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Free In Christ

‘Gospel Freedom: A Purpose Driven Life’ Galatians 2:11-21

Nothing is more frustrating than inconsistency.

In sport, nothing is more annoying when your team can win by 100 points one week and lose the next. Or at work when a colleague or employee can one day be ultra efficient and the next be present only in body.

Inconsistency and hypocrisy are the greatest problems other people have.

We very rarely of course see these traits in ourselves, but every now again, we need reminders that anyone can make a misstep.

Even the great apostle, Peter, shows us even the strongest among us can be inconsistent when it comes to applying the gospel we say we believe to our every day lives and relationships.

Fear of the Circumcision Party v 11-13

Paul has shared about his trip to Jerusalem, and how the apostles had all united in the truth of the gospel, and had not submitted to those who had tried to force Gentile believers to become Jewish in order to be properly saved. Paul now publicly confronts Peter in Antioch because of his hypocrisy in this very matter (v11).

It wasn’t a matter of manners or rudeness on Peter’s part. This issue was much deeper than that. Peter stood condemned because of his change in behaviour towards the Gentile Christians when the Judaisers came to town (v12).

He went from eating with and fellowshipping freely with all Christians to completely withdrawing himself from the non Jewish ones. The reason given for this is put simply, fear (v12b).

Peter had a revelation from God about what was clean and unclean, or what was common and how God had declared His gospel was for all men through his meeting with Cornelius in Acts 10 and 11.

Peter also should’ve had fresh in his mind the situation with Titus in Jerusalem. He had seen the transforming power of the gospel at work in Jews and non Jews alike, and knew the truth that works cannot save.

Peter lost focus of the gospel and gave into peer pressure instead.
We all have our prejudices, and most of the time when we are giving into them, it’s because we’ve allowed ourselves to be influenced and intimidated by people we perceive as powerful. It becomes a kind of moral blackmail to say we won’t do this or that in our ministry expressions here because of what these people over here will say about us.

When we do things like this, we are trusting in men, and not in the gospel, and from that point on, all we do will be out of line with the gospel (v14) because we define ourselves by another’s opinion of us rather than who God has declared us to be.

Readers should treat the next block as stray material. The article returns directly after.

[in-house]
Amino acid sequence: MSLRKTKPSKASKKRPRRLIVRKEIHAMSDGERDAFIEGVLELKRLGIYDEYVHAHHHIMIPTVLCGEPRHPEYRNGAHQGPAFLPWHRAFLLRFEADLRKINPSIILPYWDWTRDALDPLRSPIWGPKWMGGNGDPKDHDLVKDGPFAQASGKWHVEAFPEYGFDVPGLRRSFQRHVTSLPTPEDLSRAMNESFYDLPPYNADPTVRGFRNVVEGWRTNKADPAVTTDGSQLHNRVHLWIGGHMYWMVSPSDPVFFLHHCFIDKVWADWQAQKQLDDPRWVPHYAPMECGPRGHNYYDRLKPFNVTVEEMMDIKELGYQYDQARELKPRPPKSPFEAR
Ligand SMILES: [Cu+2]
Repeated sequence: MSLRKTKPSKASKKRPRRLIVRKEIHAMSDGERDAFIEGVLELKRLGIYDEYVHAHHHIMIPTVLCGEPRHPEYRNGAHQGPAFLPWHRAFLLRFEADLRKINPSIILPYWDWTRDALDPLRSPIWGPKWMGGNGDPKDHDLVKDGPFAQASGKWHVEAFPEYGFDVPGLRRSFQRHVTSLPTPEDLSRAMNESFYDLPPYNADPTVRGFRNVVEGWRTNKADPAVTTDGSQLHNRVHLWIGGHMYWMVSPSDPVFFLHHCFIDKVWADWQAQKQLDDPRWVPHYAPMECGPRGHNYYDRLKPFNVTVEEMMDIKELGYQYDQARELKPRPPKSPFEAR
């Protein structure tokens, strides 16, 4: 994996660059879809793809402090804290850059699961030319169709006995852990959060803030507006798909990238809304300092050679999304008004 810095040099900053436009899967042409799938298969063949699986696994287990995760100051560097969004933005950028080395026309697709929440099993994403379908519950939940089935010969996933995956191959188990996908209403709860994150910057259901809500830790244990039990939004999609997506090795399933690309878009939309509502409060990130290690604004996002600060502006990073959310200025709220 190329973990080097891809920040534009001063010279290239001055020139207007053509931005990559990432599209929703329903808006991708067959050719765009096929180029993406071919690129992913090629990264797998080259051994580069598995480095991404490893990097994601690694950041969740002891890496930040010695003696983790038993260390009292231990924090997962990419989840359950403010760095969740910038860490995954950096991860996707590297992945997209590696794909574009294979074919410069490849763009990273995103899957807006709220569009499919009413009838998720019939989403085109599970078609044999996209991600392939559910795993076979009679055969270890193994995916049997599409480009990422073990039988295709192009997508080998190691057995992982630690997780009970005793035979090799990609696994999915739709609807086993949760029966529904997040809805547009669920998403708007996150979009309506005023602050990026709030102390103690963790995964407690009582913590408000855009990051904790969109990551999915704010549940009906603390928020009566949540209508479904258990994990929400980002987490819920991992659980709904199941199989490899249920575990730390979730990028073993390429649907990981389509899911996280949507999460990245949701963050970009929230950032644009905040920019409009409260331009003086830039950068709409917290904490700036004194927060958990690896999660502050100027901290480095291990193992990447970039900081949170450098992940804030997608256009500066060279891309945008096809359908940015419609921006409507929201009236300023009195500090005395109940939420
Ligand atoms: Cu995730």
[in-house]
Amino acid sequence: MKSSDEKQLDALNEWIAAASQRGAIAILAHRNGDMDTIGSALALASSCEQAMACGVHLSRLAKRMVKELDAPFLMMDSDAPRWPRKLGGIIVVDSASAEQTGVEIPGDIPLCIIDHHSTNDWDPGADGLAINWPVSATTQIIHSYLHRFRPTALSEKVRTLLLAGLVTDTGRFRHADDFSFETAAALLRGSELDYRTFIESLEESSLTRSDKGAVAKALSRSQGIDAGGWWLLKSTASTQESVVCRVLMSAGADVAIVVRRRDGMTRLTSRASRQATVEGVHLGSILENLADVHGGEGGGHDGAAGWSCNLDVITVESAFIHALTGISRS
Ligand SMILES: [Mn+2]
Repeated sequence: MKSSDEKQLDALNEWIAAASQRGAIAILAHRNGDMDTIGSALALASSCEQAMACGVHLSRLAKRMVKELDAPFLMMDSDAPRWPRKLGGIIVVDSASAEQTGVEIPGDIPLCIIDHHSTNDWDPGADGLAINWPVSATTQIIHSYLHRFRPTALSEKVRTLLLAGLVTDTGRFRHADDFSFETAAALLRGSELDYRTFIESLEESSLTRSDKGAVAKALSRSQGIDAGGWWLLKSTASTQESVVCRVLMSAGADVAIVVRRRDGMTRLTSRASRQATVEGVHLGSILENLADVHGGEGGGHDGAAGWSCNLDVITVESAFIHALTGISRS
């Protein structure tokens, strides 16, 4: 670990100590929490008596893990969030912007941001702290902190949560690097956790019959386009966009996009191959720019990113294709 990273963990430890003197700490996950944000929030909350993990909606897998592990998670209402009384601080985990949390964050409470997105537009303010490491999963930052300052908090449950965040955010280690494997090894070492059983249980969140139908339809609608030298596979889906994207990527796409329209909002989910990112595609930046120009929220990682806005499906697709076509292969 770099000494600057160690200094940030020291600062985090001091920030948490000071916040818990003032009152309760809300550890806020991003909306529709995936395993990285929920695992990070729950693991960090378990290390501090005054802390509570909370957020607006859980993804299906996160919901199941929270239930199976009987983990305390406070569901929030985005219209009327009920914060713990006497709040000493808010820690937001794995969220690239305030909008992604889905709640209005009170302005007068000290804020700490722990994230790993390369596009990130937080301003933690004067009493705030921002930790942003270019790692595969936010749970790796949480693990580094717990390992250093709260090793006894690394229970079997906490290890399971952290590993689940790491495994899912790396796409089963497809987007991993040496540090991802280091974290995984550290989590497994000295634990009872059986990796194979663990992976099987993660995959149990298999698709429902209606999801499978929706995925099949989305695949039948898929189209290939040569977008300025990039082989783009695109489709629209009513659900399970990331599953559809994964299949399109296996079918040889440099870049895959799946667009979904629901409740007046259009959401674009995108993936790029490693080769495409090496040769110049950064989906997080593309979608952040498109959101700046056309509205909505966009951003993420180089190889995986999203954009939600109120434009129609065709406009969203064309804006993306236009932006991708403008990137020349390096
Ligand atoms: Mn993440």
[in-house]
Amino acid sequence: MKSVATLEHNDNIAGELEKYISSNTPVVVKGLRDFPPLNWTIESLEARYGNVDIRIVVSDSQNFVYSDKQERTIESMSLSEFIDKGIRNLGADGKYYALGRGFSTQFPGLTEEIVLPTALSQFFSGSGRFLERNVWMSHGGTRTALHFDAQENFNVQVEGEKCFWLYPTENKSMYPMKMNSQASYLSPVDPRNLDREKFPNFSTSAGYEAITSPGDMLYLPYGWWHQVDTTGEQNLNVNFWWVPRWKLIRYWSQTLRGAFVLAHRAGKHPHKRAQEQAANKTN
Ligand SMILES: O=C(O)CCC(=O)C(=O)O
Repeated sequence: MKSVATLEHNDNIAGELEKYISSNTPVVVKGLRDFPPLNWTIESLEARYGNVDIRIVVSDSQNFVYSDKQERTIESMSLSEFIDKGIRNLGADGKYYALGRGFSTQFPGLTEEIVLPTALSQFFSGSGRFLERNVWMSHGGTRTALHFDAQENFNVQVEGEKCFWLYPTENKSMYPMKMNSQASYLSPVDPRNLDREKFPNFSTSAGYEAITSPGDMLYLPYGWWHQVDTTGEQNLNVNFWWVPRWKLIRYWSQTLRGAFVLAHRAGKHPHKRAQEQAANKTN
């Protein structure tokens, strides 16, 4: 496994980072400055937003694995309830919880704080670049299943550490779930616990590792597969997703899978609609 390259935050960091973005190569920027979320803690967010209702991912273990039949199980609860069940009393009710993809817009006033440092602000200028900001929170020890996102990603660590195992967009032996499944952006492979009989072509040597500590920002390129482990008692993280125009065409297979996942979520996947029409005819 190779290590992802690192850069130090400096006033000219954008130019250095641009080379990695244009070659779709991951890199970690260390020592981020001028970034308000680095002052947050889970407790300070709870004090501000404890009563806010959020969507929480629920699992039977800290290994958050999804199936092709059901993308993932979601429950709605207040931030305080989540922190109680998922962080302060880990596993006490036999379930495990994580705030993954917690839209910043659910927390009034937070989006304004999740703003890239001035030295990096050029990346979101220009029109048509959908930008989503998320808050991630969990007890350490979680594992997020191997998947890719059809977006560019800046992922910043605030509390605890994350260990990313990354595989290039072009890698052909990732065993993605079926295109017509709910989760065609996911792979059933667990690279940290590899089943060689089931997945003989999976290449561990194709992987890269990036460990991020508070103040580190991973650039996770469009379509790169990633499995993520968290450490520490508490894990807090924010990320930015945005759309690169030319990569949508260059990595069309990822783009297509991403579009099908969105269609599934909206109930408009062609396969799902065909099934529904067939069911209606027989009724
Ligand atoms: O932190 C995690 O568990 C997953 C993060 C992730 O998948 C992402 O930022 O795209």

The fear of man will always bring a snare, and the trap here is in failing to apply the gospel we say we believe.

The fear of man will always lead to hypocrisy.

Peter’s convictions hadn’t so much changed. No doubt he still believed the truth of the gospel and it’s freedom. He knew the Jewish customs in food and dress were not necessary to keep oneself holy or acceptable to God, but here, when it came to Gentiles believers, he stopped acting in accordance with his convictions. His theology hadn’t changed, but he had allowed his fear of what others thought of him override his obedience to God.

When we say the gospel is free, and any who believe in Jesus are saved and accepted in God, but act as if all Christians everywhere should say and act the exact same way we do, we are being hypocrites.

The other danger of hypocrisy, is that it spreads. It’s infectious.

The rest of the Jews started acted the same way (v13). Even Barnabas wasn’t immune to the fear of the circumcision party.

They hid behind a notion of separation and a claim of what would be most pleasing to God, but in distancing themselves from the Gentile Christians, they were distancing themselves from the Gospel. They rejected those whom God had accepted.

When we allow differences of culture, race, gender, upbringing, denomination, and social position to become more important than unity, we have missed the gospel.

“Legalism is looking to something besides Jesus Christ in order to be acceptable and clean before God. Legalism always results in pride and fear, psychologically, and exclusion and strife, socially” – Timothy Keller

Out of Step With the Gospel v 14-16

How do you know you’re out of step with the Gospel? When you add to it and judge others for nothing having the same traditions you do.

Too often we hear of other churches or Christians running events, doing outreach, and instead of praising God, we scoff, we mock and pridefully say, ‘Well, they don’t preach the Word’. When we do this we are being prejudicial and we are out of step with the Gospel.

“Every Christian group or denomination necessarily has many distinctions of belief and practice that have less to do with the core gospel beliefs and more to do with specific convictions about ethical behaviour or church policy. It is extremely easy to stress our distinctions in order to demonstrate to ourselves and others that our church is the superior or best one.” – Timothy Keller

The gospel truth is at stake anytime we turn aside from what God has instructed in order to follow a tradition of men. It breeds pride, fear and division.

Paul points out the clear contradiction of what Peter was doing. He was a Jew, living with Gentiles. He was effectively living as a Gentile on one hand, but at the same time, by his actions on the other hand, he was effectively telling Gentiles to live like Jews (v14). It didn’t make sense.